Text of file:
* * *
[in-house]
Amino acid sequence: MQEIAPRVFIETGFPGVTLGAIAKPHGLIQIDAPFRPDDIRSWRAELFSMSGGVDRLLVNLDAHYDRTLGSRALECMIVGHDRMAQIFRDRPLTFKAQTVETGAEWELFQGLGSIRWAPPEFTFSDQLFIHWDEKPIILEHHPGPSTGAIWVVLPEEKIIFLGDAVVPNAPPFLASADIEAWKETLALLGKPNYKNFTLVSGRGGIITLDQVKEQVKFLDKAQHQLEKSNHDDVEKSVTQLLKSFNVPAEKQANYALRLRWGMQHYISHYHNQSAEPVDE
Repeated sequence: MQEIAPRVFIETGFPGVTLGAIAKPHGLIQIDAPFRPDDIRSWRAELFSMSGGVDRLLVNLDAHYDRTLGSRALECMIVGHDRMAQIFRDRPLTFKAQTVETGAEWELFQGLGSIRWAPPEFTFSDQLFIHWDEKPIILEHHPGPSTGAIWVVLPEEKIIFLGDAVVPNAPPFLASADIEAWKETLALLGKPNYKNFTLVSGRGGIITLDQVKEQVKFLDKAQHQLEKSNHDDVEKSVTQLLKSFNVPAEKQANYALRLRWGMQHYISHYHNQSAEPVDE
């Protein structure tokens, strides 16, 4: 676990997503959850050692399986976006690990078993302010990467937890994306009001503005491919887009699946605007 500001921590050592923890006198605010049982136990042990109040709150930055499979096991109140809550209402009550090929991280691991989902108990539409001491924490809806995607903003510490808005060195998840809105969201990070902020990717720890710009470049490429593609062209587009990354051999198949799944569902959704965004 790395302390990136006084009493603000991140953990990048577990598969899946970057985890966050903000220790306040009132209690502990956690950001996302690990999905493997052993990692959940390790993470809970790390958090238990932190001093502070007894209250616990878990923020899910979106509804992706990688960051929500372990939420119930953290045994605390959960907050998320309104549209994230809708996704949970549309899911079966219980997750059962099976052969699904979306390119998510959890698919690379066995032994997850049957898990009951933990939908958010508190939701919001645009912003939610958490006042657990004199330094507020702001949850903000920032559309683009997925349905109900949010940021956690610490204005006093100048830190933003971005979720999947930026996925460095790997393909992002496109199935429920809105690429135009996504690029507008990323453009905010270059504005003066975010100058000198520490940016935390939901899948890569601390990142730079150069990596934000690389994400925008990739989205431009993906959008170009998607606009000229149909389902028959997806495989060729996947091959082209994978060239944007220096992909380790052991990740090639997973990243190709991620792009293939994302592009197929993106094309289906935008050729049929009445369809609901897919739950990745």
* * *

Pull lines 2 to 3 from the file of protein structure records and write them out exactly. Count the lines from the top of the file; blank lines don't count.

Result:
Amino acid sequence: MQEIAPRVFIETGFPGVTLGAIAKPHGLIQIDAPFRPDDIRSWRAELFSMSGGVDRLLVNLDAHYDRTLGSRALECMIVGHDRMAQIFRDRPLTFKAQTVETGAEWELFQGLGSIRWAPPEFTFSDQLFIHWDEKPIILEHHPGPSTGAIWVVLPEEKIIFLGDAVVPNAPPFLASADIEAWKETLALLGKPNYKNFTLVSGRGGIITLDQVKEQVKFLDKAQHQLEKSNHDDVEKSVTQLLKSFNVPAEKQANYALRLRWGMQHYISHYHNQSAEPVDE
Repeated sequence: MQEIAPRVFIETGFPGVTLGAIAKPHGLIQIDAPFRPDDIRSWRAELFSMSGGVDRLLVNLDAHYDRTLGSRALECMIVGHDRMAQIFRDRPLTFKAQTVETGAEWELFQGLGSIRWAPPEFTFSDQLFIHWDEKPIILEHHPGPSTGAIWVVLPEEKIIFLGDAVVPNAPPFLASADIEAWKETLALLGKPNYKNFTLVSGRGGIITLDQVKEQVKFLDKAQHQLEKSNHDDVEKSVTQLLKSFNVPAEKQANYALRLRWGMQHYISHYHNQSAEPVDE